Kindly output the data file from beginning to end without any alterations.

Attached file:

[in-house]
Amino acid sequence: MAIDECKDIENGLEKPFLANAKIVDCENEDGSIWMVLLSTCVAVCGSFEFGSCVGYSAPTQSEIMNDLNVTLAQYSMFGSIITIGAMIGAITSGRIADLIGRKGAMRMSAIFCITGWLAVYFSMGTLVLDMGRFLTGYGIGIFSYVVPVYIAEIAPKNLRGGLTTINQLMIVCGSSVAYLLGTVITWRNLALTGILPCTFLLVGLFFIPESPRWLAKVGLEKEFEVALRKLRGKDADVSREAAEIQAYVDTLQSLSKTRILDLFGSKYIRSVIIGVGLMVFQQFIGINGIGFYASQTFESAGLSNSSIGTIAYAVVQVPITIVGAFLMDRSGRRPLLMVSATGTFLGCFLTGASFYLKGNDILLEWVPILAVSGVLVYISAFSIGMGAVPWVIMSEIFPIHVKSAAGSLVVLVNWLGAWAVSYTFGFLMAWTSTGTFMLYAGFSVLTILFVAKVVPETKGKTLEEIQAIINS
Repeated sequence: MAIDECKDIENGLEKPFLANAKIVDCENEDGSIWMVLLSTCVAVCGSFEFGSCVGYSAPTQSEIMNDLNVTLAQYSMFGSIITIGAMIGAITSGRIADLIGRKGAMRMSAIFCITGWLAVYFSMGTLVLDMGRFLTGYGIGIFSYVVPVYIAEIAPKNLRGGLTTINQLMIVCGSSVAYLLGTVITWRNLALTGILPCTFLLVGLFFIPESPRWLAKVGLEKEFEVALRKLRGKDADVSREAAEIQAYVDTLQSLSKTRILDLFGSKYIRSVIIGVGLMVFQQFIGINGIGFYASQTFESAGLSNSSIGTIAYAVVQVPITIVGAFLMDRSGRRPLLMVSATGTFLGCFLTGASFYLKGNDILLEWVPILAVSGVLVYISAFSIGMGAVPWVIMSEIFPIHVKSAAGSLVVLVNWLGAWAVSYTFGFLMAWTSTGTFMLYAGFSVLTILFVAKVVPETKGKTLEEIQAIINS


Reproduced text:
[in-house]
Amino acid sequence: MAIDECKDIENGLEKPFLANAKIVDCENEDGSIWMVLLSTCVAVCGSFEFGSCVGYSAPTQSEIMNDLNVTLAQYSMFGSIITIGAMIGAITSGRIADLIGRKGAMRMSAIFCITGWLAVYFSMGTLVLDMGRFLTGYGIGIFSYVVPVYIAEIAPKNLRGGLTTINQLMIVCGSSVAYLLGTVITWRNLALTGILPCTFLLVGLFFIPESPRWLAKVGLEKEFEVALRKLRGKDADVSREAAEIQAYVDTLQSLSKTRILDLFGSKYIRSVIIGVGLMVFQQFIGINGIGFYASQTFESAGLSNSSIGTIAYAVVQVPITIVGAFLMDRSGRRPLLMVSATGTFLGCFLTGASFYLKGNDILLEWVPILAVSGVLVYISAFSIGMGAVPWVIMSEIFPIHVKSAAGSLVVLVNWLGAWAVSYTFGFLMAWTSTGTFMLYAGFSVLTILFVAKVVPETKGKTLEEIQAIINS
Repeated sequence: MAIDECKDIENGLEKPFLANAKIVDCENEDGSIWMVLLSTCVAVCGSFEFGSCVGYSAPTQSEIMNDLNVTLAQYSMFGSIITIGAMIGAITSGRIADLIGRKGAMRMSAIFCITGWLAVYFSMGTLVLDMGRFLTGYGIGIFSYVVPVYIAEIAPKNLRGGLTTINQLMIVCGSSVAYLLGTVITWRNLALTGILPCTFLLVGLFFIPESPRWLAKVGLEKEFEVALRKLRGKDADVSREAAEIQAYVDTLQSLSKTRILDLFGSKYIRSVIIGVGLMVFQQFIGINGIGFYASQTFESAGLSNSSIGTIAYAVVQVPITIVGAFLMDRSGRRPLLMVSATGTFLGCFLTGASFYLKGNDILLEWVPILAVSGVLVYISAFSIGMGAVPWVIMSEIFPIHVKSAAGSLVVLVNWLGAWAVSYTFGFLMAWTSTGTFMLYAGFSVLTILFVAKVVPETKGKTLEEIQAIINS